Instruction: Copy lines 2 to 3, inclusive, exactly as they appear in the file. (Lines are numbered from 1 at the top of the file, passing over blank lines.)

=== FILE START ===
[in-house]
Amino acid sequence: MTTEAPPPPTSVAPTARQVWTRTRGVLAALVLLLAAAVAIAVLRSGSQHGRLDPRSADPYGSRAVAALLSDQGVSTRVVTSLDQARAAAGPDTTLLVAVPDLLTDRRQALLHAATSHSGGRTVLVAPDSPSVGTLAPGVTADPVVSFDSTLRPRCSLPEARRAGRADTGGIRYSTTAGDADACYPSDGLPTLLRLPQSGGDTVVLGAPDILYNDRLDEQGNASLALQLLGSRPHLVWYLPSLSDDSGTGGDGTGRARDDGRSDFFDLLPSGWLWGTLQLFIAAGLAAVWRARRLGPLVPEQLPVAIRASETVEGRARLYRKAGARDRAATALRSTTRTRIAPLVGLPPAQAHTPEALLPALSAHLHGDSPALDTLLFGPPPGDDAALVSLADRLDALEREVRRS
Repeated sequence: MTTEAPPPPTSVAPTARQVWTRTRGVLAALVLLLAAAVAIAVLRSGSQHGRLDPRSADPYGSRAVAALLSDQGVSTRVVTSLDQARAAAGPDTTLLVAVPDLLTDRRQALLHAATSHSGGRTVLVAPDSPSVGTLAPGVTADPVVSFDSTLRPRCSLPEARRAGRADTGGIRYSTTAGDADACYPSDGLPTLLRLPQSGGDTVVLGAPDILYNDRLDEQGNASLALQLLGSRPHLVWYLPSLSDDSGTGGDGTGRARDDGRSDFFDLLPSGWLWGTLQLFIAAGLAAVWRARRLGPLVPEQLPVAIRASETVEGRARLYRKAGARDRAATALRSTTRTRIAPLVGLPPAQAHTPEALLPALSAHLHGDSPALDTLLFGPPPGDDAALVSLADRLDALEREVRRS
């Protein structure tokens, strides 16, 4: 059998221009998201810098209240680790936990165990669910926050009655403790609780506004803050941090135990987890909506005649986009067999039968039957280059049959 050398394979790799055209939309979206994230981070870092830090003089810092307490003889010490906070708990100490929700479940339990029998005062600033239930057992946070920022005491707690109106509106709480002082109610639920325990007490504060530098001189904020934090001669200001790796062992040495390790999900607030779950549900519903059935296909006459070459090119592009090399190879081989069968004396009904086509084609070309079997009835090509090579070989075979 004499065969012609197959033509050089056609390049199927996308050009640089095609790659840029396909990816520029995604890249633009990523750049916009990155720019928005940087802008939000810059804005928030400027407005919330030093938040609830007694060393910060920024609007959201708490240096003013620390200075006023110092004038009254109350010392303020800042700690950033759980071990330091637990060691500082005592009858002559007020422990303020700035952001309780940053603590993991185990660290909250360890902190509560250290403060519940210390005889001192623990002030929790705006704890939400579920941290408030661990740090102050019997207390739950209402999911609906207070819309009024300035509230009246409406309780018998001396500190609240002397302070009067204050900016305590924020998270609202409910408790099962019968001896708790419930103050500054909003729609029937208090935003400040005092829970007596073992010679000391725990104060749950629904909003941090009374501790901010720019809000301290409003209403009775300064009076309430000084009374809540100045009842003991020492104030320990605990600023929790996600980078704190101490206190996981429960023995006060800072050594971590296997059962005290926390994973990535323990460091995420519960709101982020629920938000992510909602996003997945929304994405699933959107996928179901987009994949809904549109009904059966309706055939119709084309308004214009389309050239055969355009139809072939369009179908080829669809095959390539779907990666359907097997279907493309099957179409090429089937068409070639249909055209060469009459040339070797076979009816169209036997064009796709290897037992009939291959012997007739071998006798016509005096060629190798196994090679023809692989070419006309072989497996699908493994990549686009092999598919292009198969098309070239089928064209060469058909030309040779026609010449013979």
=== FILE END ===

Amino acid sequence: MTTEAPPPPTSVAPTARQVWTRTRGVLAALVLLLAAAVAIAVLRSGSQHGRLDPRSADPYGSRAVAALLSDQGVSTRVVTSLDQARAAAGPDTTLLVAVPDLLTDRRQALLHAATSHSGGRTVLVAPDSPSVGTLAPGVTADPVVSFDSTLRPRCSLPEARRAGRADTGGIRYSTTAGDADACYPSDGLPTLLRLPQSGGDTVVLGAPDILYNDRLDEQGNASLALQLLGSRPHLVWYLPSLSDDSGTGGDGTGRARDDGRSDFFDLLPSGWLWGTLQLFIAAGLAAVWRARRLGPLVPEQLPVAIRASETVEGRARLYRKAGARDRAATALRSTTRTRIAPLVGLPPAQAHTPEALLPALSAHLHGDSPALDTLLFGPPPGDDAALVSLADRLDALEREVRRS
Repeated sequence: MTTEAPPPPTSVAPTARQVWTRTRGVLAALVLLLAAAVAIAVLRSGSQHGRLDPRSADPYGSRAVAALLSDQGVSTRVVTSLDQARAAAGPDTTLLVAVPDLLTDRRQALLHAATSHSGGRTVLVAPDSPSVGTLAPGVTADPVVSFDSTLRPRCSLPEARRAGRADTGGIRYSTTAGDADACYPSDGLPTLLRLPQSGGDTVVLGAPDILYNDRLDEQGNASLALQLLGSRPHLVWYLPSLSDDSGTGGDGTGRARDDGRSDFFDLLPSGWLWGTLQLFIAAGLAAVWRARRLGPLVPEQLPVAIRASETVEGRARLYRKAGARDRAATALRSTTRTRIAPLVGLPPAQAHTPEALLPALSAHLHGDSPALDTLLFGPPPGDDAALVSLADRLDALEREVRRS